Tuesday, March 29, 2011

Three Excellent Graphic Novels

I've been reading a lot of graphic novels recently, getting a mini-crash course in this genre.  Here are three that stood out, both for their compelling stories and their outstanding art:

For Kids/All Ages:

Return of the Dapper Men, written by Jim McCann and illustrated by Janet Lee (Archaia Comics 2010). In this steampunk fantasy, robots live above ground, children live below ground, and time has stopped, robbing the purpose and meaning of life from the land of Anorev (Verona, spelled backward: yes, there is a subtle Romeo and Juliet subplot between the two protagonists, the boy Ayden and the girl robot Zoe).  One day, 314 Dapper Men fall from the sky, all identical with their green bowler hats, pinstriped suits, and old fashioned black umbrellas.  They set in motion a series of events and decisions by Ayden and Zoe that lead to the restoration of time, change, and progress.  The ending is wise, beautiful, and poignant.

art note:  At the end, the author describes Ms. Lee's unique process of creating each page.  She draws and colors the panels, paints background colors and textures on pieces of lumber; cuts out parts of the panels where she wants the background to show; and then uses Mod Podge (the popular 1970s decoupage medium that is basically white glue) to glue the layers to the board.  The results are rich, organic, and beautifully layered images.  You can visit Ms. Lee's website to see some of her art.

Meanwhile, by Jason Shiga (Abrams, 2010), is the ultimate, mind-boggling choose-your-own-adventure book, with every page and almost every panel providing multiple choices for the reader.  A boy who visits an ice cream shop and is soon embroiled in a mad scientist's three inventions, a time machine, a thought-reader, and a world-ending "killitron" machine.  Using a finger to follow little tubes that branch from one panel to another, and to different pages, the reader can explore 3,856 story possibilities, with most ending in doom and destruction.  Meanwhile was entertaining for my kids for the first few readings (each of which involved reading multiple story lines), but we were ultimately frustrated by repeatedly coming to our doom or looping back to where we started.  Definitely worth a look, if only to admire the sheer complexity and ingenuity of the story.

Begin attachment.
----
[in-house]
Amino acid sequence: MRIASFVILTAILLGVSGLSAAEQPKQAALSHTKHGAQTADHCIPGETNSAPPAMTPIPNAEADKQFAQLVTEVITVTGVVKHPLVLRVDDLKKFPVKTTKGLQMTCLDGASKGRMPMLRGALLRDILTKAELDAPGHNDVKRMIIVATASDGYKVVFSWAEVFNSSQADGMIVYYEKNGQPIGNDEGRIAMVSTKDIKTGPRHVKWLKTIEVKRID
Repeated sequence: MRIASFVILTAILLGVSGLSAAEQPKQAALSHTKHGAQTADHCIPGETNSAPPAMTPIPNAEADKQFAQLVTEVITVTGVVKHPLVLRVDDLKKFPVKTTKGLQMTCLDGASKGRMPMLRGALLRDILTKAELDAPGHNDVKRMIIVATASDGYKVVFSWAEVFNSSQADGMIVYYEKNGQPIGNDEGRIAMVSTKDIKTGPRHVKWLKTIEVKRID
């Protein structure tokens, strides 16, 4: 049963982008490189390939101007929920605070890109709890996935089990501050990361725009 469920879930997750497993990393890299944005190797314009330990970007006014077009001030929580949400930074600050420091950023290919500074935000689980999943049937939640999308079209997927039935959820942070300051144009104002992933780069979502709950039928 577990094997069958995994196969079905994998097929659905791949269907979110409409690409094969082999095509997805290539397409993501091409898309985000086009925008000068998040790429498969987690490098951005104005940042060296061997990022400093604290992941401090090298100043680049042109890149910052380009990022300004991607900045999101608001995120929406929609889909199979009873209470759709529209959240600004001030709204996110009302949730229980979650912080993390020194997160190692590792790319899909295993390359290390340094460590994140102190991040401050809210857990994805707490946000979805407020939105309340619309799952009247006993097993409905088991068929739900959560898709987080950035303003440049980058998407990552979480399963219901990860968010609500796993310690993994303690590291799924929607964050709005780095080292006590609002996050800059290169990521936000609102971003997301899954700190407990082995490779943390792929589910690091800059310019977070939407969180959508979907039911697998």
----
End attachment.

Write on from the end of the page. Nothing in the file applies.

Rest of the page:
art note:  The author notes that the book started out as series of seven flowcharts.  In order to transfer the flowcharts into book form, the author, who graduated with a degree in pure mathematics, developed his own algorithm to solve the layout problem.

For Teens/Adults:

A Drifting Life, by Yoshihiro Tatsumi (Drawn & Quarterly, 2009).  Not often do I read an 800+ page book in a few days, but this fascinating autobiography of one of Japan's leading manga author/artists riveted me.  Tatsumi tells the story of his early adolescence and career as a comic artist in post-war Japan, chronicling the rise and evolution of manga from short, gag-filled comics, to the longer, more psychologically interesting stories he helped develop.  A Drifting Life is a sprawling work that covers a lot - key political and cultural moments in post-war Japan until the 1960s; the artist's early struggles and successes; his rivalries and experiences with collaborators - and all of it is told in a clearly drawn and accessible style.

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Monday, March 28, 2011

Illustration Friday: Toy

© 2011 Sylvia Liu
This is an illustration from a work in progress, a children's book about four rubber ducks awash at sea who encounter all sorts of marine debris. The story is inspired by a real event in 1992, when 29,000 plastic toys fell off a container ship in the Pacific Ocean. Pretty soon, people started finding the plastic ducks and other toys all over the world. They even made their way to the Atlantic Ocean via the Arctic Circle. Even years later, people would find the toys, allowing scientists to study the oceans' currents.

Thursday, March 24, 2011

A Relatively Painless Experience: Checking an Ebook out from the Library

As an iPad owner, I've been enjoying my ebooks for the past half year.  Today, I decided to test the waters of checking ebooks out from my public library, the Virginia Beach Public Library.  From start to finish, the process took about 20 minutes, broken down as follows:

1) Download the OverDrive Media Console app (less than a minute)